Harris’s later years brought scandals about sexual shenanigans and financial deceptions, casting a permanent cloud over the reputations of both Harris and Oliphant (who broke with Harris as well and went on publishing bestselling books about his exotic travels). At its inception in Dutchess County, however, this colorful community was full of hope and idealism. Writing in 1930, Robert Martin, who grew up in the Brotherhood, addressed questions about any possible "lax morals, or improper conduct" in the early Dutchess County days. He stated then they were all "a straightlaced, God-fearing band of men and women" intent on leading mankind to salvation. However, Martin didn’t pull any punches about his final assessment of Harris and the Brotherhood for his somber ending to the story, where he judged Harris "a charlatan, with feet of the most ordinary clay" who eventually squandered the members’ money and dashed their dreams of glory.

 
Banner

Featured Community Businesses

Something for everyone! Affordable daily and long-term rates. Unfurnished apartments also available. Free wi-fi, cable TV plus HBO, local calls. Pet friendly (pet fees apply), & children under 12 stay free. 24/7

3497 US Highway 9W, Highland
845-691-7272

Three spacious immaculate rooms, private baths, AC, HDTV, oudoor pool, hot tub, fitness center, flower gardens, Koi pond, Wi-fi. Delicious healthful farm-fresh breakfast menus. Peaceful, private nature-lovers site. Bicycles, minutes to Highland’s HV Rail Trail, Walkway Over The Hudson, climbing, canoeing. Close to New Paltz, Poughkeepsie restaurants, CIA, wineries, apple picking.

Highland
845-691-8151

You're invited to enjoy our hospitality, fine food, and free WiFi. From appetizers to entrees (chicken, meat, seafood), and from pasta specialties to wraps, our extensive menu will delight you, and our desserts will speak for themselves: Tiramisu, Cheesecake, Tartufo, Cannoli. Soda Fountain. Espresso & Cappucino

80 Vineyard Ave, Highland
845-834-2828

Do you have irreplaceable home movies, pictures or slides taking up a lot of room? Save space: Put those old home movies (8mm, etc), slides, photographs, videos on DVDs that you can watch anytime. Easy to store, easy to find. Need great gifts? We can replicate your DVDs for family and friends All work performed on premises. Local references. Reasonable prices. Fast turn-around.

Rock Cut Rd, Walden
845-566-6897

Your Bank. Our Community. Mortgage rates remain at all time record lows. Great rates and terms. Personal service throughout the life of your loan. Call or click today to consult with Tracy Mackey-Preferred Mortgage Consultant. Eleven Hudson Valley branches.

845-532-7090

Since 1973, we've been providing quality service & installation of overhead doors to homeowners, contractors, architects & commercial businesses. Let the "only real door company in the Valley" exceed your expectations.

40 Arlington Ave, Poughkeepsie
845-471-1130

We're a small boutique agency specializing in antique country homes and historic Hudson townhouses. We're sophisticated, honest and creative professionals who enjoy matching our customers with the most charming and interesting houses in the Hudson Valley. Check out our website, and see why people are saying it's the best real estate site anywhere. Or stop by and see us in Tivoli, Hudson, or Catksill.

41 E. Market St Suite 6, Rhinerbeck
845-876-5100

New shop in Milton. Whether it's Shabby Chic, a one of a kind piece of furniture for your home,  or a timeless treasure that turns you on, we can fill your needs! We offer artisan quality painted furniture, home decor, accessories, and custom pet portraits. Consider a gift certificate!

61 Main St, Milton
845-795-6210

Creating Spaces and Places of Lasting Beauty. Rick Alfandre, Architect, AIA. Architecture and Planning. Guiding the design of environmentally senstive, energy and resource efficient buildings.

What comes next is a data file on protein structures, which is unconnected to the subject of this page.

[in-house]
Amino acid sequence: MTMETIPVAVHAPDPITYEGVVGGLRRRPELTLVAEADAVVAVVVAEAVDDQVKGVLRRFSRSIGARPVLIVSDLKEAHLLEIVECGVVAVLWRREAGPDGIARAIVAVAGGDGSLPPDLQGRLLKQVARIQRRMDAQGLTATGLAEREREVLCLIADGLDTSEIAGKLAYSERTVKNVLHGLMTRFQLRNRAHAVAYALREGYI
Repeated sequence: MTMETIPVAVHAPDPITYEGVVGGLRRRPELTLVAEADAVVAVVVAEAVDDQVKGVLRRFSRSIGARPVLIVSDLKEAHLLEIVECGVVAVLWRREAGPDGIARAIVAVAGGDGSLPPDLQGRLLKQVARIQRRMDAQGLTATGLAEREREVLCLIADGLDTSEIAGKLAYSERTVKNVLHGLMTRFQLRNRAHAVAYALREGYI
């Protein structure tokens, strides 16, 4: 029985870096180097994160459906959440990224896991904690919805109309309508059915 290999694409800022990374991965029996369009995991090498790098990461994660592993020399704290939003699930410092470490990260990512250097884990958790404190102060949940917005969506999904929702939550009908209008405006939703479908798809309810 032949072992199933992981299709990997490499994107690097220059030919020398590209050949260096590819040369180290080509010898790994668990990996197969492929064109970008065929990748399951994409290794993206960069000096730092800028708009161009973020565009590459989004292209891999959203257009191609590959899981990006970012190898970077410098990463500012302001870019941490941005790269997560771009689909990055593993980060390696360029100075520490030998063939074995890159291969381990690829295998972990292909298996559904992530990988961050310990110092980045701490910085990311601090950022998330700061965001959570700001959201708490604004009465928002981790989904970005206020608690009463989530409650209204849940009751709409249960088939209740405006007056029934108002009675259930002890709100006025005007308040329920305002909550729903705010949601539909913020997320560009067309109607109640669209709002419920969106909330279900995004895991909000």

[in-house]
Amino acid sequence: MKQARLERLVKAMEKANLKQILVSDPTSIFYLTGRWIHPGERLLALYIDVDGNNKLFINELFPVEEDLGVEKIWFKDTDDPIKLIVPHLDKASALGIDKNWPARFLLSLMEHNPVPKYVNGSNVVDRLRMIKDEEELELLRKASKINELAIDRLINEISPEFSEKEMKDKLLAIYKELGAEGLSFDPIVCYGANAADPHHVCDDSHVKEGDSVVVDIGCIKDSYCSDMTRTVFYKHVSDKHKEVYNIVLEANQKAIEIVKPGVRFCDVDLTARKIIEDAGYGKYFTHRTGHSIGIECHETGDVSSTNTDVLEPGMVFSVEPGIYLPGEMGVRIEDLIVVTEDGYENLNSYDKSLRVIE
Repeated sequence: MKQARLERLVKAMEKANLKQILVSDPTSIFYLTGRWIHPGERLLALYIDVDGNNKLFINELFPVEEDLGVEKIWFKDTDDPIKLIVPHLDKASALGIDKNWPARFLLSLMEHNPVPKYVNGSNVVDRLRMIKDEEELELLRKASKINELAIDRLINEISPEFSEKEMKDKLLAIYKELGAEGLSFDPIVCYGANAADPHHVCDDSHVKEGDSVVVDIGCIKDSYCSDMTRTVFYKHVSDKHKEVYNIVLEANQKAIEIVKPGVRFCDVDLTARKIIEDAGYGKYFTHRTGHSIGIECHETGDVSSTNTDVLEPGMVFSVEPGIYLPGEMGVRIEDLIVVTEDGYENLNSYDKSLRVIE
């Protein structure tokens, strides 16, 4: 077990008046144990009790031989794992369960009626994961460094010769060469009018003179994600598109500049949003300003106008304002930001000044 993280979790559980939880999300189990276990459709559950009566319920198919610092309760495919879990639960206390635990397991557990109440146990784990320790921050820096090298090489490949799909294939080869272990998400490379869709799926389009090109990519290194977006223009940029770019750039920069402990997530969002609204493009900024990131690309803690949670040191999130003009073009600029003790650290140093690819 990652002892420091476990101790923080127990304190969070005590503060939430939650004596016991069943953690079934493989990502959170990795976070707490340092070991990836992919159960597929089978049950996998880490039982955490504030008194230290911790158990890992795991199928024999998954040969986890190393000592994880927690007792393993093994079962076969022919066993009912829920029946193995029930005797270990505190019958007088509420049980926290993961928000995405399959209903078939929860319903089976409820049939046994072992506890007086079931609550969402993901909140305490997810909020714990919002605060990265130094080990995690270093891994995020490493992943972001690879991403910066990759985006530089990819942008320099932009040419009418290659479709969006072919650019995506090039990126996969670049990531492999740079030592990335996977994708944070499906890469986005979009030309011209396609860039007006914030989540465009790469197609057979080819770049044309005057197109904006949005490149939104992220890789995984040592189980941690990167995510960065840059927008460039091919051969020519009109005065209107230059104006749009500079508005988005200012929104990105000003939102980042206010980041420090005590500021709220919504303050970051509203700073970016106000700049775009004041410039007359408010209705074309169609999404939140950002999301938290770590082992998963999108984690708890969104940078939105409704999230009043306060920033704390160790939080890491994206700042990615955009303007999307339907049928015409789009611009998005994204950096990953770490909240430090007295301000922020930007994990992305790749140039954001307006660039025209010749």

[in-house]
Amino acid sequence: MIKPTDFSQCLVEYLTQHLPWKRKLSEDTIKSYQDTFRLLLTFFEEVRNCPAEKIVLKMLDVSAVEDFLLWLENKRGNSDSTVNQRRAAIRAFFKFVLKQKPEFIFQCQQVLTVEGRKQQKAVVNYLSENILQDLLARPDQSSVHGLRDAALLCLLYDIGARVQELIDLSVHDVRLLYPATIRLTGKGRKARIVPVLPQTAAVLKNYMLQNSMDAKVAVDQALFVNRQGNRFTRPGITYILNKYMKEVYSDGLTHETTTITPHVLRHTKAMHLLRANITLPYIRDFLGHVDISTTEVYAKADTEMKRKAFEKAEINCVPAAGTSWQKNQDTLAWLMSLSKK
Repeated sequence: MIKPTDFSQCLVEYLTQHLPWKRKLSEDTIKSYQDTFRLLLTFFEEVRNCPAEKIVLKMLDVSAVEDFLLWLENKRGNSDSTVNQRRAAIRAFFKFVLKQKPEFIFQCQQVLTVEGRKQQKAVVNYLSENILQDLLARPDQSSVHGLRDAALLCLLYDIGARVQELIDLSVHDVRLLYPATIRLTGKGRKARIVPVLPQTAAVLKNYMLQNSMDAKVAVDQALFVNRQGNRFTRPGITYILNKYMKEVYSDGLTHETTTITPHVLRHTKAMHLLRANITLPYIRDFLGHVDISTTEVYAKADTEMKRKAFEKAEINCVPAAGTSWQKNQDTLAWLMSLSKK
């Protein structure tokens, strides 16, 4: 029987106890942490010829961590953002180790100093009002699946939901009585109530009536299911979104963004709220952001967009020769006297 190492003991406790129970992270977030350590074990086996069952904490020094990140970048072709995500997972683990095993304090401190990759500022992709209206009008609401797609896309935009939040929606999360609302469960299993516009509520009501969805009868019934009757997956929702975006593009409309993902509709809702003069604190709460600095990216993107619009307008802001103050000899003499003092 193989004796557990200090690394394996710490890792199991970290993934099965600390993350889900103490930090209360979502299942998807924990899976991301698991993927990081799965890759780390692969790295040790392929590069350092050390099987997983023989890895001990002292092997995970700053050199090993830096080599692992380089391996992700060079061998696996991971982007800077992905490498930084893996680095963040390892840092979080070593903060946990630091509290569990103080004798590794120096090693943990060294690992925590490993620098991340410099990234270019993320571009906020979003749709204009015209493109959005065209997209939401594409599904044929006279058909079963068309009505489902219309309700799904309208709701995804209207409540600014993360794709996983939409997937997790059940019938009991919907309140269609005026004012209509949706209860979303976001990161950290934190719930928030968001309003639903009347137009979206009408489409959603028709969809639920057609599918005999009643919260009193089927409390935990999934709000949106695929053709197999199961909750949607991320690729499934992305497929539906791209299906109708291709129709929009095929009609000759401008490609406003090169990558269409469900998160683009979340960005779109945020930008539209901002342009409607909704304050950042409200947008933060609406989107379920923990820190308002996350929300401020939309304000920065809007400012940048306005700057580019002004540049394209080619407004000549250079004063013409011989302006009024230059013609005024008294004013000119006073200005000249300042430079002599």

22 North Front St, New Paltz
845-255-4774

Lifespring is a town of Saugerties sponsored (but open to area residents) educational program primarily for retirees and active adults interested in expanding horizons with stress free learning. Becoming a member and paying a $60.00 yearly registration fee will give you the opportunity to: about intriguing topics, challenge yourself in novel areas, and develop new friends. Online catalog and registration available, or call.

Saugerties
845-246-2800 ext 452

Rent from us and you'll be out over the Hudson River without using any roads or sidewalks. Walkway Over the Hudson is 1.28 miles long and it connects you to miles of paved and unpaved rail trails in Ulster and Dutchess counties. Enjoy the rail trails or our lovely rural roads without the hassle of lugging your bicycle. Those who are physically challenged to walk long distances can rent an electric scooter to partake of the fun on Walkway and the rail trails.

We are conveniently located with direct access to the paved Hudson Valley Rail Trail and the approach to Walkway Over The Hudson.

Bicycles are just $13.89 for the first hour. Scooters are $18.52 for the first hour. Lower rates for longer rentals. Free Parking for bike or scooter renters.

7 Linwood Ave HV Rail Trail at Vintage Village, Highland
845-691-4633

Full-service Hudson Valley commercial, digital studio specializing in every aspect of business and web photography, weddings, bar/bat mitzvahs, holy communions, special events, family & executive portraits, and headshots of models and all people in the arts.

845-255-5255

For your wedding, anniversary, cocktail party, art opening, or even just a dinner for two. Make the event really special, set the mood, and enjoy. Russian trained classical violinist and pianist. Solo or duet. Reasonable rates, large repertoire, references. Also violin, viola, piano lessons.

New Paltz
845-256-9767

100% scratch, on-site, hand-made bakery using fresh butter and shell eggs, local milk; plus all sorts of vegan, gluten-free, and alternative baked goods including veggie soups and sandwiches. 100% Custom Wedding Cakes. A full service bakery with a mother's room, Free WiFi.

407 Main St, Rosendale
845-658-3355

Quatrefoil...Stewardship for your property. We are a residential building and design firm specializing in the restoration and renovation of historic homes. Reach us at the number below.

845-773-9234

AboutTown Ulster: PO Box 474, New Paltz, NY 12561, 845-691-2089  EMAIL US
AboutTown Dutchess/Columbia: The Chocolate Factory, 54 Elizabeth Street, Suite 11, Red Hook, NY 12571, 845-758-3616  EMAIL US
  Privacy Policy
Terms & Conditions